An Inside Look at the Making of Traditional Japanese Tea Kettles
Each of Kisendo’s tea kettles and incense burners is handmade over the course of months by at least five master artisans in Takaoka, Japan. The house uses techniques that are thousands of years old. Its designs of Japanese tea kettles are rooted in an ancient Japanese principle that cherishes the “aesthetic imperfection” of nature, known as wabi-sabi.
These masters spend decades perfecting their skills, to ensure that their parts in creating the final product is flawless.
“When you hand your work to the next artisan, if your work is not complete or is not perfect, then it will affect the person who will work on the product after you,” says Susumu Yotsukawa, a third-generation owner of Kisendo. “So the artisans will make sure that their work is absolutely perfect.”
“By machine, you can’t really express the fine artistic lines and details. [Our craftsmanship] just needs to be done by hand,” he says.
A traditional metalworking town
The town of Takaoka was founded in 1609 by the ruler Maeda Toshinaga, who brought seven master metalworkers to the site with the intention of making it a place for this art to thrive. The city thus forged its ironclad legacy long before Yotsukawa’s grandfather founded Kisendo’s parent company (called Yotsukawa Seisakujo) in 1945.
Takaoka was a sparsely populated region called Sekino when Toshinaga built a castle there in the 17th century and gathered its artisan settlers. Four centuries later, it’s recognized as a Japan Heritage site, a symbol of national pride and artisanal excellence.
Today in Takaoka, the elite artisans work independently for different brands, including Kisendo. “[Kisendo is] like a conductor for the orchestra,” says Yotsukawa. “We know who to work with to bring about the best quality item.” Yotsukawa and his team specialize in design and product development, and the master artisans of Takaoka bring the vision to life.
To create its products, which can cost up to $50,000, Yotsukawa says Kisendo uses Takaoka’s most refined techniques for casting and polishing. It also puts in about five times more effort and work than most metalworkers in the beginning phases, in crafting the original design.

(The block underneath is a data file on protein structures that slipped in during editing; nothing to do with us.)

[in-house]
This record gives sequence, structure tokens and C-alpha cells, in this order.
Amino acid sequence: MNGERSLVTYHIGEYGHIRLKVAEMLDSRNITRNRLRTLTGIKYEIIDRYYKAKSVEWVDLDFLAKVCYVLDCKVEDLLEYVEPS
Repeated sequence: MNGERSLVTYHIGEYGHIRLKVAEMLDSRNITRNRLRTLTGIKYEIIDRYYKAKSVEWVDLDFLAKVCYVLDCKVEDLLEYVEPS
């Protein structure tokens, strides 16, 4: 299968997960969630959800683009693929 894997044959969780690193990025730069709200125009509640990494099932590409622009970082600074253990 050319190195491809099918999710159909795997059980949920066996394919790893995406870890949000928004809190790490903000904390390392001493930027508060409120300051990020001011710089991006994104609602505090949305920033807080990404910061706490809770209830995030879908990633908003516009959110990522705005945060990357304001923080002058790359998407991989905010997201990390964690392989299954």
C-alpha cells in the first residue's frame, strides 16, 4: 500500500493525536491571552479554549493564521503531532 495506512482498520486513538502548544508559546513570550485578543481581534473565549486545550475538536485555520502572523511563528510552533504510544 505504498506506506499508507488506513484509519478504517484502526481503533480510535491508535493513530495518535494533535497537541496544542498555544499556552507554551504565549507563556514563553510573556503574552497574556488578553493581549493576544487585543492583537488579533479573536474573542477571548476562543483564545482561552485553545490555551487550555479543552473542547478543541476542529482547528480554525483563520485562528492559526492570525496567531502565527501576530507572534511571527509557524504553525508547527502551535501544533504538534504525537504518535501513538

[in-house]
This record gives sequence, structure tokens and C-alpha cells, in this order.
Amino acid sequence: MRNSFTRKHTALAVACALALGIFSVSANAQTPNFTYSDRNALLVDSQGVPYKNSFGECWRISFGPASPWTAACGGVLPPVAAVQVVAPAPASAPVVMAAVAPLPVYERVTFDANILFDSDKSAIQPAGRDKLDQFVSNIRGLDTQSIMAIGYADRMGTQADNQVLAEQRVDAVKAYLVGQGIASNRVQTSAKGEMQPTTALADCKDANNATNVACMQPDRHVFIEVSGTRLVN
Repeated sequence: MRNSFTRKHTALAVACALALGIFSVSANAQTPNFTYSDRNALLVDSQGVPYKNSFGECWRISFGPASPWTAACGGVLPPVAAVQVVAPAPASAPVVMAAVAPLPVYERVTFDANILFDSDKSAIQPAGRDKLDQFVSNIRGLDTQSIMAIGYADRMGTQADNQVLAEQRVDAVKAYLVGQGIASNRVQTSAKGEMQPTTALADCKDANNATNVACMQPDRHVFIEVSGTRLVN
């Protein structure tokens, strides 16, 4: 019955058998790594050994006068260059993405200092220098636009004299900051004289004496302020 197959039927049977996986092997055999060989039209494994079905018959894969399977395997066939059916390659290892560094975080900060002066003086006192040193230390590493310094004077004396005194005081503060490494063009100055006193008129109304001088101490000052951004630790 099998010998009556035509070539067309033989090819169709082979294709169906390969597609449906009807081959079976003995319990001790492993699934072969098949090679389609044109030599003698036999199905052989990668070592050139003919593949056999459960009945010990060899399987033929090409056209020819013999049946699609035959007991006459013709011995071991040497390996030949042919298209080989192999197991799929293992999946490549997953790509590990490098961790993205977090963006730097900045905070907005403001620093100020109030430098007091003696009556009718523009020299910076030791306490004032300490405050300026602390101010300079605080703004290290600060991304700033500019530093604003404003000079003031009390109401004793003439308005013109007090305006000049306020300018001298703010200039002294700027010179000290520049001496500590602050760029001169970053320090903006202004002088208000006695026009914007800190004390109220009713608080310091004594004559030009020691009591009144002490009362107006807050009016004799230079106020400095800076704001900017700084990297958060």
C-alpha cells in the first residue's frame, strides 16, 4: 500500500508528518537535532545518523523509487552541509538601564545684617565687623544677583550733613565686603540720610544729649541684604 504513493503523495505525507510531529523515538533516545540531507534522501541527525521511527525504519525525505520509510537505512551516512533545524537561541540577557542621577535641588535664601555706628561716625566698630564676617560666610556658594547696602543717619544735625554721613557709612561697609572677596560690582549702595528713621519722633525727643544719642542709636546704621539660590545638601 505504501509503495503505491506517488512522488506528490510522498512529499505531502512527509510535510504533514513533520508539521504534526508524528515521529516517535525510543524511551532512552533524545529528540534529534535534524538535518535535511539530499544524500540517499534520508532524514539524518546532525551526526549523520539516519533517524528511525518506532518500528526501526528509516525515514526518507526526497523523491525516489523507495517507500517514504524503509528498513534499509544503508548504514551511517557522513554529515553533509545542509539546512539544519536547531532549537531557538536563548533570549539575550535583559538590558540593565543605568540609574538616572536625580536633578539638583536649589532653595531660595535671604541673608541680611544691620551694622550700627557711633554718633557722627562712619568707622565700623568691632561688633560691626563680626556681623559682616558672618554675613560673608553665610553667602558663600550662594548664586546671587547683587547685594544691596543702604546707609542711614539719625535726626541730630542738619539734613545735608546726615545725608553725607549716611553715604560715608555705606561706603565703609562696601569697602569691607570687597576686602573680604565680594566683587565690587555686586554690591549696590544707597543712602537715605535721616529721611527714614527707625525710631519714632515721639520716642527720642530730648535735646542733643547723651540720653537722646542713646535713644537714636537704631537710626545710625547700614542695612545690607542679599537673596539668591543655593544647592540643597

A royal gift
Kisendo’s craftsmanship has drawn to it some of Asia’s wealthiest and most discerning customers. Japan’s imperial family has commissioned Kisendo to create gifts to give its guests. One incense burner Kisendo designed for the imperial family is called Tamagatakujaku Koro.
“It is a sphere; there is no end to it,” Yotsukawa says of the design. Tamagatakujaku Koro is symbolic of the cosmos or the cycle of life, reincarnation. It is adorned with many significant Oriental flowers, including the orchid, a flower representing scholarly pursuit, nobility, integrity, and friendship. Confucius likened the orchid to a man of honour.
Holding the sphere are three Chinese lions, known in Asian culture as guardians. They’re the “guardians of a house with everything that you love,” Yotsukawa says. In this design, they act as guardians for the precious philosophies and virtues represented by the other motifs.
“We take the design motif from nature and also focus on the legendary design from ancient Chinese culture,” he says. “The traditional values of what we care about in Oriental culture are all in one piece.”
The Yotsukawa family ideals
The philosophies that form Kisendo’s aesthetic and heart are as important to the company as the fine physical details of its art.
“[My] grandfather founded the business to make a product to bring happiness or joy to people’s life,” Yotsukawa says. Five years ago, the family chose the name Kisendo for its high-end line. Ki means joy or happiness, sen means fountain, and do is house. The brand’s meaning — “The house of the fountain of joy” — fits perfectly with his grandfather’s wish.